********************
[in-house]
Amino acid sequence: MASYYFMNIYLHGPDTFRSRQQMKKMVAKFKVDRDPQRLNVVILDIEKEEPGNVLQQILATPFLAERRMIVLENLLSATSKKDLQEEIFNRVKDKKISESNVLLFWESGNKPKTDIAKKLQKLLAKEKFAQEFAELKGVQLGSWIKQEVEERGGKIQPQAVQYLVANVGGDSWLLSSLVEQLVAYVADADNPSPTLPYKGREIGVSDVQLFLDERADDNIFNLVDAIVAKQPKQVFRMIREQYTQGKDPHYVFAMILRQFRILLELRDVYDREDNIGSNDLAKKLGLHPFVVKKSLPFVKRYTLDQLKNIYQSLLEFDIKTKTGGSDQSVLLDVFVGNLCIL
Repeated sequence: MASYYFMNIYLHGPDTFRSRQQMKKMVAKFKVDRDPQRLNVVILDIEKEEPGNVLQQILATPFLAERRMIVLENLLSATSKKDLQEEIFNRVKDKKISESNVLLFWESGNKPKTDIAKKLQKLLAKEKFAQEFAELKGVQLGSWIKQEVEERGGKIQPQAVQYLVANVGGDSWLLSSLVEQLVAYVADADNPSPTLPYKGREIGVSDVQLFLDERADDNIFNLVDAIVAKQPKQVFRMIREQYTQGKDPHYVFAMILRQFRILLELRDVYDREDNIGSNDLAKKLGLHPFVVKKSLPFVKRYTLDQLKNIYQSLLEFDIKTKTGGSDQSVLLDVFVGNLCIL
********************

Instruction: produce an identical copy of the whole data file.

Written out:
[in-house]
Amino acid sequence: MASYYFMNIYLHGPDTFRSRQQMKKMVAKFKVDRDPQRLNVVILDIEKEEPGNVLQQILATPFLAERRMIVLENLLSATSKKDLQEEIFNRVKDKKISESNVLLFWESGNKPKTDIAKKLQKLLAKEKFAQEFAELKGVQLGSWIKQEVEERGGKIQPQAVQYLVANVGGDSWLLSSLVEQLVAYVADADNPSPTLPYKGREIGVSDVQLFLDERADDNIFNLVDAIVAKQPKQVFRMIREQYTQGKDPHYVFAMILRQFRILLELRDVYDREDNIGSNDLAKKLGLHPFVVKKSLPFVKRYTLDQLKNIYQSLLEFDIKTKTGGSDQSVLLDVFVGNLCIL
Repeated sequence: MASYYFMNIYLHGPDTFRSRQQMKKMVAKFKVDRDPQRLNVVILDIEKEEPGNVLQQILATPFLAERRMIVLENLLSATSKKDLQEEIFNRVKDKKISESNVLLFWESGNKPKTDIAKKLQKLLAKEKFAQEFAELKGVQLGSWIKQEVEERGGKIQPQAVQYLVANVGGDSWLLSSLVEQLVAYVADADNPSPTLPYKGREIGVSDVQLFLDERADDNIFNLVDAIVAKQPKQVFRMIREQYTQGKDPHYVFAMILRQFRILLELRDVYDREDNIGSNDLAKKLGLHPFVVKKSLPFVKRYTLDQLKNIYQSLLEFDIKTKTGGSDQSVLLDVFVGNLCIL